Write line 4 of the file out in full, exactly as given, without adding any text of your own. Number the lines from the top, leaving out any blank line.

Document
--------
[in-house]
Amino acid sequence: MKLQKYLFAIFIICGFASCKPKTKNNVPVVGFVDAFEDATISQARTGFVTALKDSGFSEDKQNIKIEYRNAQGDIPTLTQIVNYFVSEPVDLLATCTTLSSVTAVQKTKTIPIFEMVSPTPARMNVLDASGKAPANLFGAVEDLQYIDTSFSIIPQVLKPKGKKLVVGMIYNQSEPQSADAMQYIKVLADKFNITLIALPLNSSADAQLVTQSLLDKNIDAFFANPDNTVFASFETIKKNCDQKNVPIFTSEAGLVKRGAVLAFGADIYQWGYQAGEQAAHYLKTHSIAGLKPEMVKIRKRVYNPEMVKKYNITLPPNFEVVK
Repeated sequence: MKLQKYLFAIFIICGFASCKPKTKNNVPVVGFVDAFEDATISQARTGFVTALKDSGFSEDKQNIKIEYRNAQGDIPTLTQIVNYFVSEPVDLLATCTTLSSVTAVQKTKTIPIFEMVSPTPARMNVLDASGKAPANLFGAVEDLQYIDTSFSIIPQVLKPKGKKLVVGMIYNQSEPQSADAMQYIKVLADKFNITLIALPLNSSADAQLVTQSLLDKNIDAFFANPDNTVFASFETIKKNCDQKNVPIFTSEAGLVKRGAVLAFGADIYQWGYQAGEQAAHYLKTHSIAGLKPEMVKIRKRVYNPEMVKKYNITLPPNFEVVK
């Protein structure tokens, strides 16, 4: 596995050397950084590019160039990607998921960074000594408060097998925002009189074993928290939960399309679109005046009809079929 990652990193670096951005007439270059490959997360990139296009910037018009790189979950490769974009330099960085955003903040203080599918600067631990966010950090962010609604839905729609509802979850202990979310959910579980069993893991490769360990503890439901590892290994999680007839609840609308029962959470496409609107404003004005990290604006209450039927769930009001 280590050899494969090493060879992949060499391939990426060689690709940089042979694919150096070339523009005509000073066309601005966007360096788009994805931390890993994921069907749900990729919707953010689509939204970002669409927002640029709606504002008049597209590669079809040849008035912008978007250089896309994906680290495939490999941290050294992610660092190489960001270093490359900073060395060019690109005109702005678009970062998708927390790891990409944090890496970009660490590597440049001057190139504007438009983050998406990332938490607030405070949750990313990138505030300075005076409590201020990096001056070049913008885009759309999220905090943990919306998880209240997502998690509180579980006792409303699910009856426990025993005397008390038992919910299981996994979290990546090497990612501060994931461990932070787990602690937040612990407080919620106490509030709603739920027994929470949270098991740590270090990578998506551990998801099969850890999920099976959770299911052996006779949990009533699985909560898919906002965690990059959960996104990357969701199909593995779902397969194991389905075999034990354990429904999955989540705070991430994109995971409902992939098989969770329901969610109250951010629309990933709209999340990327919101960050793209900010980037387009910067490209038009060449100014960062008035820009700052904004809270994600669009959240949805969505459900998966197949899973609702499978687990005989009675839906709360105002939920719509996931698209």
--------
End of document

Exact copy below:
């Protein structure tokens, strides 16, 4: 596995050397950084590019160039990607998921960074000594408060097998925002009189074993928290939960399309679109005046009809079929 990652990193670096951005007439270059490959997360990139296009910037018009790189979950490769974009330099960085955003903040203080599918600067631990966010950090962010609604839905729609509802979850202990979310959910579980069993893991490769360990503890439901590892290994999680007839609840609308029962959470496409609107404003004005990290604006209450039927769930009001 280590050899494969090493060879992949060499391939990426060689690709940089042979694919150096070339523009005509000073066309601005966007360096788009994805931390890993994921069907749900990729919707953010689509939204970002669409927002640029709606504002008049597209590669079809040849008035912008978007250089896309994906680290495939490999941290050294992610660092190489960001270093490359900073060395060019690109005109702005678009970062998708927390790891990409944090890496970009660490590597440049001057190139504007438009983050998406990332938490607030405070949750990313990138505030300075005076409590201020990096001056070049913008885009759309999220905090943990919306998880209240997502998690509180579980006792409303699910009856426990025993005397008390038992919910299981996994979290990546090497990612501060994931461990932070787990602690937040612990407080919620106490509030709603739920027994929470949270098991740590270090990578998506551990998801099969850890999920099976959770299911052996006779949990009533699985909560898919906002965690990059959960996104990357969701199909593995779902397969194991389905075999034990354990429904999955989540705070991430994109995971409902992939098989969770329901969610109250951010629309990933709209999340990327919101960050793209900010980037387009910067490209038009060449100014960062008035820009700052904004809270994600669009959240949805969505459900998966197949899973609702499978687990005989009675839906709360105002939920719509996931698209």